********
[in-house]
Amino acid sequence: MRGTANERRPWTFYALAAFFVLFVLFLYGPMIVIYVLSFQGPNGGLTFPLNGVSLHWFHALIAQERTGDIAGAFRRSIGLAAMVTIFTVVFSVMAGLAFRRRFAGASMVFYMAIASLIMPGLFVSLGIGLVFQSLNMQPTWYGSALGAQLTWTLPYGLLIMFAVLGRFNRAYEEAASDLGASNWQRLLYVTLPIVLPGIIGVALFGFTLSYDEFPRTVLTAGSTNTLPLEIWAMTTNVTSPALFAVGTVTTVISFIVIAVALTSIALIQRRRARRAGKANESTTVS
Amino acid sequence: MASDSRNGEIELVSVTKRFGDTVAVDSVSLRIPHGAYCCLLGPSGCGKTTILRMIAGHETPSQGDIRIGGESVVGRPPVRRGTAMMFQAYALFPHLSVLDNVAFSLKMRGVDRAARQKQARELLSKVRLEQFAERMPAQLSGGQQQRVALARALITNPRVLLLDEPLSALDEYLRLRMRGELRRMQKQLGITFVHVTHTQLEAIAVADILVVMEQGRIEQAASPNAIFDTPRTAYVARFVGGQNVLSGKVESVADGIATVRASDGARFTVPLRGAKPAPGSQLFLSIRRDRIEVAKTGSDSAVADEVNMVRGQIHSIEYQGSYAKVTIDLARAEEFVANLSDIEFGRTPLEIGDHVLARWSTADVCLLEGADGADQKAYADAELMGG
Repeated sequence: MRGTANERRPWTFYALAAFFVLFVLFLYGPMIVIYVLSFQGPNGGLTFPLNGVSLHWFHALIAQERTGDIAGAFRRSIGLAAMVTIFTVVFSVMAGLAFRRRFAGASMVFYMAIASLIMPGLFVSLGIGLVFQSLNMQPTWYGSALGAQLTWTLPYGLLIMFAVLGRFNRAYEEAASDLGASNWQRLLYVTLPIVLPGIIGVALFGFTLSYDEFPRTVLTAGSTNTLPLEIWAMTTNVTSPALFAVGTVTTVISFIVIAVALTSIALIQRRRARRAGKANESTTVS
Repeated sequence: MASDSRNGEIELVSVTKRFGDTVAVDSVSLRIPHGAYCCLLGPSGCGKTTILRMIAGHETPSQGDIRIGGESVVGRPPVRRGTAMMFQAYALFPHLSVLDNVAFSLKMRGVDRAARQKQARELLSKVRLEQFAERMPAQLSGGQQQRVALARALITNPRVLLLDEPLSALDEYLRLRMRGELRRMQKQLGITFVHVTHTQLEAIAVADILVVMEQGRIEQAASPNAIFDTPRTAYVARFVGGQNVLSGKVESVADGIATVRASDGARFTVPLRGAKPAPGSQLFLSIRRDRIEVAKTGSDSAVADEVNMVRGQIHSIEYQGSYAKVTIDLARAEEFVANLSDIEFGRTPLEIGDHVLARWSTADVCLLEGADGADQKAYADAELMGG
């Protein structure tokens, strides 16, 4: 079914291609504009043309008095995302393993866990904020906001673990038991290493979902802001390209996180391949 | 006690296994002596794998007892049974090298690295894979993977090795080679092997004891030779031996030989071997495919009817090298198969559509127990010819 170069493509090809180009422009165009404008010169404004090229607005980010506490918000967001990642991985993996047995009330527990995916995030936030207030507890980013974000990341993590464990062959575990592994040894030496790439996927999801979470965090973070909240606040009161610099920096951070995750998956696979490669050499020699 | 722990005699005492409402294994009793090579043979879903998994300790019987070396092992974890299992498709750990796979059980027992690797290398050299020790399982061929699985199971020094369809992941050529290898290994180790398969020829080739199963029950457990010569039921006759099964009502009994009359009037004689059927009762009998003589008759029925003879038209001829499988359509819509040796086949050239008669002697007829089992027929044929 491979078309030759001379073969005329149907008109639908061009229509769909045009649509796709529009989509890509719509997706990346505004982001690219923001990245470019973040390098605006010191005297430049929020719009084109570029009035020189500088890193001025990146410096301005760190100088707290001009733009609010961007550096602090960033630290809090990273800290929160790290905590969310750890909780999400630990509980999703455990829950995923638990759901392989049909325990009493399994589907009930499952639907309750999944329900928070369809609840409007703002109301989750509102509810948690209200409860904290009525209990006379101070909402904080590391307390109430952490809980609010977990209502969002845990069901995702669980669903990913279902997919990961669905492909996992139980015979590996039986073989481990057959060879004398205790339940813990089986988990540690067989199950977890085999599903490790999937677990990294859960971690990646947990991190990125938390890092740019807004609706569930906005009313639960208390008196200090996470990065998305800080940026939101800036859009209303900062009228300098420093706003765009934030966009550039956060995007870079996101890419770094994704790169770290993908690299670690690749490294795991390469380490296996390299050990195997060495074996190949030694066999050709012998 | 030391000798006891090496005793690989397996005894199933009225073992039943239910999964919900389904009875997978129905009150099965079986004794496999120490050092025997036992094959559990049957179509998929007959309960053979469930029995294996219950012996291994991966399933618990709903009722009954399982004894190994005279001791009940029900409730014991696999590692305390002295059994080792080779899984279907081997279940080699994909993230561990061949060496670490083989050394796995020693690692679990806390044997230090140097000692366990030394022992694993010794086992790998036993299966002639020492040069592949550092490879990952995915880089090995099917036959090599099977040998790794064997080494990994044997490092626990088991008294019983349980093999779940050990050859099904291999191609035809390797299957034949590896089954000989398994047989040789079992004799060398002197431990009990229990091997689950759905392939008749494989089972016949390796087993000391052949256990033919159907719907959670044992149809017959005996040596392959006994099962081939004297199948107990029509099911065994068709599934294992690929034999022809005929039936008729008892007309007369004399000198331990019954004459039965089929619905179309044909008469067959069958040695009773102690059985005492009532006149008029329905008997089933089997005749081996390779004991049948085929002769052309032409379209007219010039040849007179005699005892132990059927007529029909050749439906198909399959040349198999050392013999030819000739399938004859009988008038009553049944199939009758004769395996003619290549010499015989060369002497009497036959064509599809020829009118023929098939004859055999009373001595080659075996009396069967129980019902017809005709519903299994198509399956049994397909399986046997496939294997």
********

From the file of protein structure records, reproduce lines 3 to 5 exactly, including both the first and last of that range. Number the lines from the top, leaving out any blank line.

Amino acid sequence: MASDSRNGEIELVSVTKRFGDTVAVDSVSLRIPHGAYCCLLGPSGCGKTTILRMIAGHETPSQGDIRIGGESVVGRPPVRRGTAMMFQAYALFPHLSVLDNVAFSLKMRGVDRAARQKQARELLSKVRLEQFAERMPAQLSGGQQQRVALARALITNPRVLLLDEPLSALDEYLRLRMRGELRRMQKQLGITFVHVTHTQLEAIAVADILVVMEQGRIEQAASPNAIFDTPRTAYVARFVGGQNVLSGKVESVADGIATVRASDGARFTVPLRGAKPAPGSQLFLSIRRDRIEVAKTGSDSAVADEVNMVRGQIHSIEYQGSYAKVTIDLARAEEFVANLSDIEFGRTPLEIGDHVLARWSTADVCLLEGADGADQKAYADAELMGG
Repeated sequence: MRGTANERRPWTFYALAAFFVLFVLFLYGPMIVIYVLSFQGPNGGLTFPLNGVSLHWFHALIAQERTGDIAGAFRRSIGLAAMVTIFTVVFSVMAGLAFRRRFAGASMVFYMAIASLIMPGLFVSLGIGLVFQSLNMQPTWYGSALGAQLTWTLPYGLLIMFAVLGRFNRAYEEAASDLGASNWQRLLYVTLPIVLPGIIGVALFGFTLSYDEFPRTVLTAGSTNTLPLEIWAMTTNVTSPALFAVGTVTTVISFIVIAVALTSIALIQRRRARRAGKANESTTVS
Repeated sequence: MASDSRNGEIELVSVTKRFGDTVAVDSVSLRIPHGAYCCLLGPSGCGKTTILRMIAGHETPSQGDIRIGGESVVGRPPVRRGTAMMFQAYALFPHLSVLDNVAFSLKMRGVDRAARQKQARELLSKVRLEQFAERMPAQLSGGQQQRVALARALITNPRVLLLDEPLSALDEYLRLRMRGELRRMQKQLGITFVHVTHTQLEAIAVADILVVMEQGRIEQAASPNAIFDTPRTAYVARFVGGQNVLSGKVESVADGIATVRASDGARFTVPLRGAKPAPGSQLFLSIRRDRIEVAKTGSDSAVADEVNMVRGQIHSIEYQGSYAKVTIDLARAEEFVANLSDIEFGRTPLEIGDHVLARWSTADVCLLEGADGADQKAYADAELMGG